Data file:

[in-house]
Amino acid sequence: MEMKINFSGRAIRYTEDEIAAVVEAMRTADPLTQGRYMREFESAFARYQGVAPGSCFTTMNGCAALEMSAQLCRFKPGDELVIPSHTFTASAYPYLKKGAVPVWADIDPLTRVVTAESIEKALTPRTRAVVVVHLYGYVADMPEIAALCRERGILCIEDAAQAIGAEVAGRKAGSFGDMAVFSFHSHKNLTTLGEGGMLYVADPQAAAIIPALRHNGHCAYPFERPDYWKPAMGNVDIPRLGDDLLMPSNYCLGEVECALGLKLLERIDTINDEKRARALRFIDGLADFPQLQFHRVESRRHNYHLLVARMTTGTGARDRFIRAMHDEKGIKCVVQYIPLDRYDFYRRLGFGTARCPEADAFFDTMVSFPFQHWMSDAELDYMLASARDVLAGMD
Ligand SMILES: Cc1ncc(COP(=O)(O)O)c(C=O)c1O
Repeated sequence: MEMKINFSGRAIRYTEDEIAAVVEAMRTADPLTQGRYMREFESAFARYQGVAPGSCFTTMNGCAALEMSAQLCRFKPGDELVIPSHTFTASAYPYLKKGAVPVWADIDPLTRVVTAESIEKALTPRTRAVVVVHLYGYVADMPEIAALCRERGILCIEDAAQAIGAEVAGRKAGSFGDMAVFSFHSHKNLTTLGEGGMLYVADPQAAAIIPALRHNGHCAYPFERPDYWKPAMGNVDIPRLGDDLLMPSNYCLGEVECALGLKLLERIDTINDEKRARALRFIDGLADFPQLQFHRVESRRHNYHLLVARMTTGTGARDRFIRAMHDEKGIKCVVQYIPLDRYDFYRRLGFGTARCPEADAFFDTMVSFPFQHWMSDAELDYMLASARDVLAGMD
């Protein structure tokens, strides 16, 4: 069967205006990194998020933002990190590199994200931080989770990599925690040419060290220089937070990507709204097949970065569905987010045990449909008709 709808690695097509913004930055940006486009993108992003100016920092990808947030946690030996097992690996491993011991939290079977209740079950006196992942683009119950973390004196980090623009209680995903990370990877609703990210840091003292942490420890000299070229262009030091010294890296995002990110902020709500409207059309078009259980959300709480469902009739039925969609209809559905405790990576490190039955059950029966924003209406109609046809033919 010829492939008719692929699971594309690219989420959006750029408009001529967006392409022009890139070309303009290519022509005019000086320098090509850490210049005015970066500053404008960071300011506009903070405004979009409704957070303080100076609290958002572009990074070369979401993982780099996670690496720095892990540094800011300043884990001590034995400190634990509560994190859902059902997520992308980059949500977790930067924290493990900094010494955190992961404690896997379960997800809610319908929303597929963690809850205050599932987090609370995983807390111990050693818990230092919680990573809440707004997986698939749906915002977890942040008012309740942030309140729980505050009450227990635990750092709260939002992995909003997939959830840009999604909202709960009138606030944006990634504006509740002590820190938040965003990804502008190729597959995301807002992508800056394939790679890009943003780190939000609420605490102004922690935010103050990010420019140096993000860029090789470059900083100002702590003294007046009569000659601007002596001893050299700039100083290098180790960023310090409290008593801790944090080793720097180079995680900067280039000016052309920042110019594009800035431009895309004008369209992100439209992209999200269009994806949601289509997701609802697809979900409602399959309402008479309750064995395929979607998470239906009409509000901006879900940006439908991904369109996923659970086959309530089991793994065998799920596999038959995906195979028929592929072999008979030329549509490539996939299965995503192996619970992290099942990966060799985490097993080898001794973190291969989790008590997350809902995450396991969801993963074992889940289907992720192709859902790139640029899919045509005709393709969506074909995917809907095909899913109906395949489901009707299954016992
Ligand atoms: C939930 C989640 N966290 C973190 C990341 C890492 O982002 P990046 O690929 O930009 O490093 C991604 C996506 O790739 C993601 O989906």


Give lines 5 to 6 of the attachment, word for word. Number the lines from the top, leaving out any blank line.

């Protein structure tokens, strides 16, 4: 069967205006990194998020933002990190590199994200931080989770990599925690040419060290220089937070990507709204097949970065569905987010045990449909008709 709808690695097509913004930055940006486009993108992003100016920092990808947030946690030996097992690996491993011991939290079977209740079950006196992942683009119950973390004196980090623009209680995903990370990877609703990210840091003292942490420890000299070229262009030091010294890296995002990110902020709500409207059309078009259980959300709480469902009739039925969609209809559905405790990576490190039955059950029966924003209406109609046809033919 010829492939008719692929699971594309690219989420959006750029408009001529967006392409022009890139070309303009290519022509005019000086320098090509850490210049005015970066500053404008960071300011506009903070405004979009409704957070303080100076609290958002572009990074070369979401993982780099996670690496720095892990540094800011300043884990001590034995400190634990509560994190859902059902997520992308980059949500977790930067924290493990900094010494955190992961404690896997379960997800809610319908929303597929963690809850205050599932987090609370995983807390111990050693818990230092919680990573809440707004997986698939749906915002977890942040008012309740942030309140729980505050009450227990635990750092709260939002992995909003997939959830840009999604909202709960009138606030944006990634504006509740002590820190938040965003990804502008190729597959995301807002992508800056394939790679890009943003780190939000609420605490102004922690935010103050990010420019140096993000860029090789470059900083100002702590003294007046009569000659601007002596001893050299700039100083290098180790960023310090409290008593801790944090080793720097180079995680900067280039000016052309920042110019594009800035431009895309004008369209992100439209992209999200269009994806949601289509997701609802697809979900409602399959309402008479309750064995395929979607998470239906009409509000901006879900940006439908991904369109996923659970086959309530089991793994065998799920596999038959995906195979028929592929072999008979030329549509490539996939299965995503192996619970992290099942990966060799985490097993080898001794973190291969989790008590997350809902995450396991969801993963074992889940289907992720192709859902790139640029899919045509005709393709969506074909995917809907095909899913109906395949489901009707299954016992
Ligand atoms: C939930 C989640 N966290 C973190 C990341 C890492 O982002 P990046 O690929 O930009 O490093 C991604 C996506 O790739 C993601 O989906």